L-cysteine is mostly made from human hair, chicken or duck feathers, boar bristles etc., or it can be synthetic. I would like to know if it is halal, since it can be found in many bakery products such as bread, pizza dough, bagels, donuts etc.

  • Do you want to edit the question to mean L-cysteine derived from animal sources? (those animals that are not halal for us to consume, either inherently or because of their manner of slaughter) – Ansari Jul 1 '12 at 16:54
  • Yes, I meant the human/animal sources, and I've made the edit. – shoehada Jul 2 '12 at 18:41
  • 1
    FYI, if the quantity is sufficiently small, it will not affect the halality of the product. Let me know if you want me to post an answer detailing this. – ashes999 Jul 4 '12 at 16:32

Is L-cysteine halal?

Yes, it is.

What is L-cystiene?

Cysteine (abbreviated as Cys or C)[3] is an α-amino acid with the chemical formula HO2CCH(NH2)CH2SH. It is a semi-essential amino acid, which means that it can be biosynthesized in humans.
P.S Biosynthesized meansthe following - Biosynthesis (also called biogenesis) is an enzyme-catalyzed process in cells of living organisms by which substrates are converted to more complex products.
or in brief it is produced in our body (this is one proof that it is halal).Cysteine can usually be synthesized by the human body under normal physiological conditions if a sufficient quantity of methionine is available. Cysteine is catabolized in the gastrointestinal tract and blood plasma.

Where is is used? Where is it found?

Although classified as a non-essential amino acid, in rare cases, cysteine may be essential for infants, the elderly, and individuals with certain metabolic disease or who suffer from malabsorption syndromes. (2nd proof of being halal)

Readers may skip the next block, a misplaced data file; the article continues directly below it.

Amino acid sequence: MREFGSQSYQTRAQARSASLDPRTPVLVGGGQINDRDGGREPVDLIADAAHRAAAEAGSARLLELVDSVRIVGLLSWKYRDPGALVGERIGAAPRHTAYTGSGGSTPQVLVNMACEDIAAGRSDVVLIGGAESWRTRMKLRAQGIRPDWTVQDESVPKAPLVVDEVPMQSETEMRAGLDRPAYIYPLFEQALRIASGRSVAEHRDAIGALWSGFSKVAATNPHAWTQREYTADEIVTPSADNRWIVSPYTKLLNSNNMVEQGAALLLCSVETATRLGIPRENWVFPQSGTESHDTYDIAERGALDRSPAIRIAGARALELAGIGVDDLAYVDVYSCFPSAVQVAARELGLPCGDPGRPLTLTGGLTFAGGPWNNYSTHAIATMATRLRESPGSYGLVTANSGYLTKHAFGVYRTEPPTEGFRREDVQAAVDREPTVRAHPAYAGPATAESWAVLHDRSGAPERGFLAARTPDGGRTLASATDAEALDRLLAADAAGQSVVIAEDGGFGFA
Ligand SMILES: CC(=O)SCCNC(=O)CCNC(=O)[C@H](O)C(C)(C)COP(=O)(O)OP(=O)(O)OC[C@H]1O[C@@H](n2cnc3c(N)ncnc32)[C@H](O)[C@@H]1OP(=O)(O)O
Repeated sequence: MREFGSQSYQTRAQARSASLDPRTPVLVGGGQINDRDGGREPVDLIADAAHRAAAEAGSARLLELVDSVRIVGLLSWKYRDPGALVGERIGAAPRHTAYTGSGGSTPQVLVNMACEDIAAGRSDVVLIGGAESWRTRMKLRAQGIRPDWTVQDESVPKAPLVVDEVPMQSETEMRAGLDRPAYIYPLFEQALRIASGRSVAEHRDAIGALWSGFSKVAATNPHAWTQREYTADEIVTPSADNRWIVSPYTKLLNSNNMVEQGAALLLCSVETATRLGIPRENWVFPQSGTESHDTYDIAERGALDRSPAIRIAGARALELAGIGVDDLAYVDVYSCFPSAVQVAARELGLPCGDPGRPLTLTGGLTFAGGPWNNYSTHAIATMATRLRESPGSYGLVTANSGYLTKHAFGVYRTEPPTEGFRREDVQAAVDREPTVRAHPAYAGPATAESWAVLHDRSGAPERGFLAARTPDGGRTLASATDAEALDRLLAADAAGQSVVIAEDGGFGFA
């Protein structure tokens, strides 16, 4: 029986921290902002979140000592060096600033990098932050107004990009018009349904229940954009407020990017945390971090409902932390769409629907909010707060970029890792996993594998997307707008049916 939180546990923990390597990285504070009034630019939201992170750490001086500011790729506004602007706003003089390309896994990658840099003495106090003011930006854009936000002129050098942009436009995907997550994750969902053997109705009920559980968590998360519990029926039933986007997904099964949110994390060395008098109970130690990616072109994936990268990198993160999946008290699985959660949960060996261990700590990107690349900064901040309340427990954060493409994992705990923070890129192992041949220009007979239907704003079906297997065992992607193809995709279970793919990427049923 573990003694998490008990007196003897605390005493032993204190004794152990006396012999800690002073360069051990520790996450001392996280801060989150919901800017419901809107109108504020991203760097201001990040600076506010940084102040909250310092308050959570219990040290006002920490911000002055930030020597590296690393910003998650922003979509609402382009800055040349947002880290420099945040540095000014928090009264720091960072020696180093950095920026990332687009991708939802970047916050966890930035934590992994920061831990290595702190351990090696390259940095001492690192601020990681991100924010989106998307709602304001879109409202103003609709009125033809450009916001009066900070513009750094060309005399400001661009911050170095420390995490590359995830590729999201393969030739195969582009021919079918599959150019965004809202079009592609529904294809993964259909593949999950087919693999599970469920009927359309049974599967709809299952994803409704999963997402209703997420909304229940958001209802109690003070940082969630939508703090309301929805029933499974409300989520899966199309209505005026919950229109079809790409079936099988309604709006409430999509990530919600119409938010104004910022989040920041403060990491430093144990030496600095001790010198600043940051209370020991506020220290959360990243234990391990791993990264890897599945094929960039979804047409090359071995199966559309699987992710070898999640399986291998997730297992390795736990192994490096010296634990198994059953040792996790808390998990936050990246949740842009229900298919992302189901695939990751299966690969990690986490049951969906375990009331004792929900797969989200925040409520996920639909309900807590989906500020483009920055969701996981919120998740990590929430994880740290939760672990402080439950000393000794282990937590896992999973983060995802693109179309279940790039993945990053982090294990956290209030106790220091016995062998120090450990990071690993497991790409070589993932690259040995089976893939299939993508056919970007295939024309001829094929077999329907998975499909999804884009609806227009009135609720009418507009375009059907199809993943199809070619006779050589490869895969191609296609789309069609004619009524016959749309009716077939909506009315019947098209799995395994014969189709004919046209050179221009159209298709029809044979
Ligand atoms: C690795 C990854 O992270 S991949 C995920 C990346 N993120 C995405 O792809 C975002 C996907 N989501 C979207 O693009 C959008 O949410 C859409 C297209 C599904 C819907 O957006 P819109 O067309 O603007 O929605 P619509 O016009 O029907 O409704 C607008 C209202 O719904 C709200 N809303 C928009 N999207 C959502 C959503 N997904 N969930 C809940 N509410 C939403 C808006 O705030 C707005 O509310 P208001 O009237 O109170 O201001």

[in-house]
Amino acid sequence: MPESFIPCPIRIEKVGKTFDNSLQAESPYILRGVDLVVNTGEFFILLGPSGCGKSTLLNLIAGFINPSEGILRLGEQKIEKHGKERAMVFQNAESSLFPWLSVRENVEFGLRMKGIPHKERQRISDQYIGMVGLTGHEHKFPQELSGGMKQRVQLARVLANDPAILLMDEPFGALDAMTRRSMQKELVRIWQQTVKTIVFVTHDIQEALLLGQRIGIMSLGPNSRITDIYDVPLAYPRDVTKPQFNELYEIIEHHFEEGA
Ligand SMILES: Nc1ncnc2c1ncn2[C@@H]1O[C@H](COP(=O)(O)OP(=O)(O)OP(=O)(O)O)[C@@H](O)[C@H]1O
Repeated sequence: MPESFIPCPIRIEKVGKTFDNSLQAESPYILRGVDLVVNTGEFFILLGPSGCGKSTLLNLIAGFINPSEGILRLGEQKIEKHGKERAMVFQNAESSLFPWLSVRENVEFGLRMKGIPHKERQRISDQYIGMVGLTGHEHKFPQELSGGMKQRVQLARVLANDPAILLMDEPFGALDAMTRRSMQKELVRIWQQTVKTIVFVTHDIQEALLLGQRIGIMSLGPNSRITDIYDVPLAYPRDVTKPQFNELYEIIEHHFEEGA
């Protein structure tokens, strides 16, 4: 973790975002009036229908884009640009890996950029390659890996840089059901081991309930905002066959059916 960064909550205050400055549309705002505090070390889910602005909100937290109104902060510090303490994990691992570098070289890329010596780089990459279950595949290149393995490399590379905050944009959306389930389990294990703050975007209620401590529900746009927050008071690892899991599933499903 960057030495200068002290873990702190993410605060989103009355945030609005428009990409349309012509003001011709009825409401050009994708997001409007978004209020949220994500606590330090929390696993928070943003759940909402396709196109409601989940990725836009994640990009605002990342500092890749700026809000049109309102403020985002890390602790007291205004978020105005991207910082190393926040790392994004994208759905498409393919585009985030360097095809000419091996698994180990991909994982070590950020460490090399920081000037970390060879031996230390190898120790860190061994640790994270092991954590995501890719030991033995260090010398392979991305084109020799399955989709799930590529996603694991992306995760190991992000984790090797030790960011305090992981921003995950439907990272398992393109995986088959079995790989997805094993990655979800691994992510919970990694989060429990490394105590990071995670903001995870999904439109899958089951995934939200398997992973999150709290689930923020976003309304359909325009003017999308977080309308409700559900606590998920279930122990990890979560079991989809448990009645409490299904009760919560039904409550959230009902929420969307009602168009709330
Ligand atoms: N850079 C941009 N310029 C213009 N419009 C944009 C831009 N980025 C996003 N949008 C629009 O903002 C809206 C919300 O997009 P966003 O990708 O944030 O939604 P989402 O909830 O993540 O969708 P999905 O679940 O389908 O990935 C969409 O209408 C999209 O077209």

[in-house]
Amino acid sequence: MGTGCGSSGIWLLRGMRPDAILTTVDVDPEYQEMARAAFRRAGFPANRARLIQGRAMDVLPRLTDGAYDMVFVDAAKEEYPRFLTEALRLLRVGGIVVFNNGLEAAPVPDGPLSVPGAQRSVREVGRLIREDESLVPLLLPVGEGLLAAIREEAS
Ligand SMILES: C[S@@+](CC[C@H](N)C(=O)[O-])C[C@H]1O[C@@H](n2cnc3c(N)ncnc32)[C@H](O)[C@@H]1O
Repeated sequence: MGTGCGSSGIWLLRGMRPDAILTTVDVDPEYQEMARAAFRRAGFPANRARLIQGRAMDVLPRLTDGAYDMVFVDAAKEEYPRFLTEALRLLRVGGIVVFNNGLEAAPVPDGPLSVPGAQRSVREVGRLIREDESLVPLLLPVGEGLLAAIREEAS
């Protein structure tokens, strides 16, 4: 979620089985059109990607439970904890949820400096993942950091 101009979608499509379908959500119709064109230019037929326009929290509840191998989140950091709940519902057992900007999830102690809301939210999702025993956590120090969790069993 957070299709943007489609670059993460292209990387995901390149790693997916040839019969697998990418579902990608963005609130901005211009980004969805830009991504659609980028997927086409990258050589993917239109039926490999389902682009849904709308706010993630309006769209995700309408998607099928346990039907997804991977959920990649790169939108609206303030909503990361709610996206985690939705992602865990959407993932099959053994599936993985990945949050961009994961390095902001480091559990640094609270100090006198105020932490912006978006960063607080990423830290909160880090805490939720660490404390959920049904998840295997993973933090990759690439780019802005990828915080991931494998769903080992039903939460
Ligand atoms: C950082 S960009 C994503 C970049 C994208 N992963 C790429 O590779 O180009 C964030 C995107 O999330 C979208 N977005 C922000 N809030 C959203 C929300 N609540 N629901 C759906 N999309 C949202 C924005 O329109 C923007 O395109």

Cysteine is found in most high-protein foods, including:

Animal sources:- Sausage meat, chicken, turkey, duck, luncheon meat, eggs, milk, whey protein, ricotta, cottage cheese, yogurt.

Plant sources:- Red peppers, garlic, onions, broccoli, brussels sprout, oats, granola, wheat germ. (3rd proof of being halal. As these food stuff are halal and they occur naturally in these foods then it has to be halal.)

Note- Im not a biology student so this information is not from me but from wikipedia.
Another thing to note is that L-cystiene is the same as cystiene. Well actually along with L-cystiene there also exists D-cystiene. They both are same to cystiene. Their chemical properties are similar but their physical properties might not be similar. i know this because i am a chemistry student.

| improve this answer | |
  • 2
    Just because our body produces it doesn't mean it's a proof for being halal :) Our body produces lots of other things that are unlawful for consumption. – Ansari Jul 1 '12 at 16:55
  • @Ansari i know you might be thinking of urine etc. but i meant that it is produced to be used as a nutrient – Ashu Jul 1 '12 at 16:58
  • 1
    Point taken - but I suspect the question is more about the sources of the L-cysteine than the compound itself. I asked the OP to clarify. – Ansari Jul 1 '12 at 17:00
  • @Ansari i think OP is confused between natural and man-made sources – Ashu Jul 1 '12 at 17:02
  • 3
    This doesn't really answer my question. Most of the L-cysteine that is used in bakery products is either made from human hair or chicken/duck feathers etc. (naturalnews.com/032718_L-cysteine_commercial_bread.html) I just wanted to know what's the ruling of L-cysteine from these sources. – shoehada Jul 2 '12 at 18:43

Well muslim consumer group declares the following The L-Cysteine made from human hair is a Haram ingredient. The L-Cystiene made from chicken/duck feathers is not consider as Halal by ulema. July 2014

| improve this answer | |
  • It would be useful to add your resource here – nim Feb 5 '16 at 8:52

Your Answer

By clicking “Post Your Answer”, you agree to our terms of service, privacy policy and cookie policy

Not the answer you're looking for? Browse other questions tagged or ask your own question.